Questions & Answers

What fields keep nano created devices from performing or assimulating ? Magnetic fields ? Are do they assimilate ?
Stoney Reply
why we need to study biomolecules, molecular biology in nanotechnology?
Adin Reply
?
Kyle
yes I'm doing my masters in nanotechnology, we are being studying all these domains as well..
Adin
why?
Adin
what school?
Kyle
biomolecules are e building blocks of every organics and inorganic materials.
Joe
anyone know any internet site where one can find nanotechnology papers?
Damian Reply
research.net
kanaga
sciencedirect big data base
Ernesto
Introduction about quantum dots in nanotechnology
Praveena Reply
what does nano mean?
Anassong Reply
nano basically means 10^(-9). nanometer is a unit to measure length.
Bharti
do you think it's worthwhile in the long term to study the effects and possibilities of nanotechnology on viral treatment?
Damian Reply
absolutely yes
Daniel
how to know photocatalytic properties of tio2 nanoparticles...what to do now
Akash Reply
it is a goid question and i want to know the answer as well
Maciej
characteristics of micro business
Abigail
for teaching engĺish at school how nano technology help us
Anassong
Do somebody tell me a best nano engineering book for beginners?
s. Reply
there is no specific books for beginners but there is book called principle of nanotechnology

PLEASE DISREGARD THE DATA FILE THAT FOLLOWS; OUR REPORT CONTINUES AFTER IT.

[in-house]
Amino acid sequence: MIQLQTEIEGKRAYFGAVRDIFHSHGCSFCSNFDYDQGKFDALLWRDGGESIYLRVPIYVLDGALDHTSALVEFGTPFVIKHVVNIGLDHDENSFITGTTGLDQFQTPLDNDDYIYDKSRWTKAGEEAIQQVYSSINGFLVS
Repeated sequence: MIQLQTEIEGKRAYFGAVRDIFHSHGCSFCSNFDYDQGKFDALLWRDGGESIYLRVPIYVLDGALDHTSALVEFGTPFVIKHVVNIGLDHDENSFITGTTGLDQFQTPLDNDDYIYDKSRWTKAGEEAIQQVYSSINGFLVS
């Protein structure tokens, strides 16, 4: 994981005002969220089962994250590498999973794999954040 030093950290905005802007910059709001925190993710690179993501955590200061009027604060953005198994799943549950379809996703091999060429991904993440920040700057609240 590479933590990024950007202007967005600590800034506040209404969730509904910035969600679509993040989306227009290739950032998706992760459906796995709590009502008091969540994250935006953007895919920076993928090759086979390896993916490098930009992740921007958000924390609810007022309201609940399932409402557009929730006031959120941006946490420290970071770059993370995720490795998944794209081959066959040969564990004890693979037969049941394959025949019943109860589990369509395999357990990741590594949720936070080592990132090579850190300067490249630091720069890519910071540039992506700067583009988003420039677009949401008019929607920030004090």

NANO
what is fullerene does it is used to make bukky balls
Devang Reply
are you nano engineer ?
s.
fullerene is a bucky ball aka Carbon 60 molecule. It was name by the architect Fuller. He design the geodesic dome. it resembles a soccer ball.
Tarell
what is the actual application of fullerenes nowadays?
Damian
That is a great question Damian. best way to answer that question is to Google it. there are hundreds of applications for buck minister fullerenes, from medical to aerospace. you can also find plenty of research papers that will give you great detail on the potential applications of fullerenes.
Tarell
what is the Synthesis, properties,and applications of carbon nano chemistry
Abhijith Reply
Mostly, they use nano carbon for electronics and for materials to be strengthened.
Virgil
is Bucky paper clear?
CYNTHIA
carbon nanotubes has various application in fuel cells membrane, current research on cancer drug,and in electronics MEMS and NEMS etc
NANO
so some one know about replacing silicon atom with phosphorous in semiconductors device?
s. Reply
Yeah, it is a pain to say the least. You basically have to heat the substarte up to around 1000 degrees celcius then pass phosphene gas over top of it, which is explosive and toxic by the way, under very low pressure.
Harper
Do you know which machine is used to that process?
s.
how to fabricate graphene ink ?
SUYASH Reply
for screen printed electrodes ?
SUYASH
What is lattice structure?
s. Reply
of graphene you mean?
Ebrahim
or in general
Ebrahim
in general
s.
Graphene has a hexagonal structure
tahir
On having this app for quite a bit time, Haven't realised there's a chat room in it.
Cied
what is biological synthesis of nanoparticles
Sanket Reply
what's the easiest and fastest way to the synthesize AgNP?
Damian Reply
China
Cied
how did you get the value of 2000N.What calculations are needed to arrive at it
Smarajit Reply
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Source:  OpenStax, Biology 1308 bonus credit chapters--from openstax "biology". OpenStax CNX. Apr 25, 2013 Download for free at https://legacy.cnx.org/content/col11516/1.2